You and your partner are dispatched to a welfare check at a senior living community. As you arrive on scene, you are greeted by police officers attempting to make contact with the resident; they report that the patient is talking through the door, but will not follow commands, and is confused when asked to unlock the door. The patient’s son is also on scene attempting to make contact with the patient via telephone. The son reports that he spoke with the patient approximately an hour and a half ago, and noted that the patient sounded confused and “not like himself”. After fifteen minutes of coaching, the patient is able to crawl to the door and unlock it. Upon entry, you note that the condo is swelteringly hot with no operational air conditioning or fans going. You and your partner detect the smell of alcohol, but cannot find any open containers in the condo. The patient’s son volunteers that patient in his mid-to-late fifties and was recently hospitalized about a month prior for “heart problems”; after a bit of digging you find the following.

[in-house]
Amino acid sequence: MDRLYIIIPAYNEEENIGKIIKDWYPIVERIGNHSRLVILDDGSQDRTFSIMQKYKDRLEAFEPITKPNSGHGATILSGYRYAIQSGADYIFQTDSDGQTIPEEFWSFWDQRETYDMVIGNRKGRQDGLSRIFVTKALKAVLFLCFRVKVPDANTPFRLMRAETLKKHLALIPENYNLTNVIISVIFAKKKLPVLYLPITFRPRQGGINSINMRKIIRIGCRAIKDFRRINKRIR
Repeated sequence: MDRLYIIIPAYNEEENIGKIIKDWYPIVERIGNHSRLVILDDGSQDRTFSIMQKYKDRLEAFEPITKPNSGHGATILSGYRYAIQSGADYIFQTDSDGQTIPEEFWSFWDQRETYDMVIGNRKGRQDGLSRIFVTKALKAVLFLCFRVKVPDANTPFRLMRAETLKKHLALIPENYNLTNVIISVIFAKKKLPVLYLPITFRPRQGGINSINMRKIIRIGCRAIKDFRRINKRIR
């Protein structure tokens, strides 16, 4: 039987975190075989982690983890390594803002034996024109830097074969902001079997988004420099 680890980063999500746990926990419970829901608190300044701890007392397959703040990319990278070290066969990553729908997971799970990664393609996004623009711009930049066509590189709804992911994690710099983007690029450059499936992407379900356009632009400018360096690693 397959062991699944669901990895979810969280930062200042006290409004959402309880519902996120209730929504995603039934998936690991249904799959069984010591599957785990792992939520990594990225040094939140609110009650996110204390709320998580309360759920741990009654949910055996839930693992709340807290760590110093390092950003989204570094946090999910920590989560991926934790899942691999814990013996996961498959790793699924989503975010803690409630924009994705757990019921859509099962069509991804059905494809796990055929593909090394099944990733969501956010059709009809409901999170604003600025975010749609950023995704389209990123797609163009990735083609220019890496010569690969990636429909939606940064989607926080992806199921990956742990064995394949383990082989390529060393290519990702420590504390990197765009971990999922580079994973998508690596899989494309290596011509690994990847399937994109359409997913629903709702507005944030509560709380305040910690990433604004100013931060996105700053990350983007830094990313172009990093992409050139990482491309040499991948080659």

- Atrial fibrillation
- Previous AMI with stent placement
- Chronic Back Pain
The patient’s son volunteers that the last time the patient was acting appropriately was 24 hours ago. Rapid assessment reveals no obvious trauma. The patient is a GCS of 13; he is awake and alert, but when asked his name, he gives his address; when asked who the president, he states “Reagan”. Patient repetitively asks where he is at despite having living at the condo for five years. Patient is seated upright on his couch, naked. Respirations are between 16-20 and unlabored. Lung sounds are clear and equal in all fields with equal chest rise and fall. Blood pressure is 164/104 with a heart rate of 156/irregular. Pupils are PERRL. Equal facial symmetry noted bilaterally and no slurring of speech noted. What do you do? Would your treatment change depending on if you were working on a rural rig vs. an urban rig that was closer to definitive care?